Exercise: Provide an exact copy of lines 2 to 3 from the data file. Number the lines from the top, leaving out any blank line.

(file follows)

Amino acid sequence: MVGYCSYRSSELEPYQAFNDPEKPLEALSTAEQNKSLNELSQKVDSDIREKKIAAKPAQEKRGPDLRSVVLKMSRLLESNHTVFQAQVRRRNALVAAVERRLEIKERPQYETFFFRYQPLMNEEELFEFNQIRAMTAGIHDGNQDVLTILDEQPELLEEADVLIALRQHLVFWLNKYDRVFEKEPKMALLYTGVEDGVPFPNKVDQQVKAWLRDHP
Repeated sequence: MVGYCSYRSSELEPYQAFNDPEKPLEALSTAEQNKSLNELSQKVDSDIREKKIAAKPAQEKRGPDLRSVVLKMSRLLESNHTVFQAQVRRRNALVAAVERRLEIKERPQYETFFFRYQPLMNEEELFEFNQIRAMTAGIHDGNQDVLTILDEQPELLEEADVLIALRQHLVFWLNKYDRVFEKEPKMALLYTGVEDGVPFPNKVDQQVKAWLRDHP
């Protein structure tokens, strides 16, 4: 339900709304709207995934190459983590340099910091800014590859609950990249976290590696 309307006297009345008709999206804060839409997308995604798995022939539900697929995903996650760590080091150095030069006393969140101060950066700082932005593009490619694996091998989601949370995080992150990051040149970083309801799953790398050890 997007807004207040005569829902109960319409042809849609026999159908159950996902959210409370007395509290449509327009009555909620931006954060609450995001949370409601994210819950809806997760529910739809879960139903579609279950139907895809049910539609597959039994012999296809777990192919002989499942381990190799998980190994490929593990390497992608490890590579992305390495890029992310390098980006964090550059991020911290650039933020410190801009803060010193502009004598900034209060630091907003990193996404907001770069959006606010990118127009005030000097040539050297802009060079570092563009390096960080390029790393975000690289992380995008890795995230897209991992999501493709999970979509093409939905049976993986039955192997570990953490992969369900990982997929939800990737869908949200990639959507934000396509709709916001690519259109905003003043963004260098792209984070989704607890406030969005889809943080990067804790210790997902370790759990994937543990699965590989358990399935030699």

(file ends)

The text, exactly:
Repeated sequence: MVGYCSYRSSELEPYQAFNDPEKPLEALSTAEQNKSLNELSQKVDSDIREKKIAAKPAQEKRGPDLRSVVLKMSRLLESNHTVFQAQVRRRNALVAAVERRLEIKERPQYETFFFRYQPLMNEEELFEFNQIRAMTAGIHDGNQDVLTILDEQPELLEEADVLIALRQHLVFWLNKYDRVFEKEPKMALLYTGVEDGVPFPNKVDQQVKAWLRDHP
């Protein structure tokens, strides 16, 4: 339900709304709207995934190459983590340099910091800014590859609950990249976290590696 309307006297009345008709999206804060839409997308995604798995022939539900697929995903996650760590080091150095030069006393969140101060950066700082932005593009490619694996091998989601949370995080992150990051040149970083309801799953790398050890 997007807004207040005569829902109960319409042809849609026999159908159950996902959210409370007395509290449509327009009555909620931006954060609450995001949370409601994210819950809806997760529910739809879960139903579609279950139907895809049910539609597959039994012999296809777990192919002989499942381990190799998980190994490929593990390497992608490890590579992305390495890029992310390098980006964090550059991020911290650039933020410190801009803060010193502009004598900034209060630091907003990193996404907001770069959006606010990118127009005030000097040539050297802009060079570092563009390096960080390029790393975000690289992380995008890795995230897209991992999501493709999970979509093409939905049976993986039955192997570990953490992969369900990982997929939800990737869908949200990639959507934000396509709709916001690519259109905003003043963004260098792209984070989704607890406030969005889809943080990067804790210790997902370790759990994937543990699965590989358990399935030699």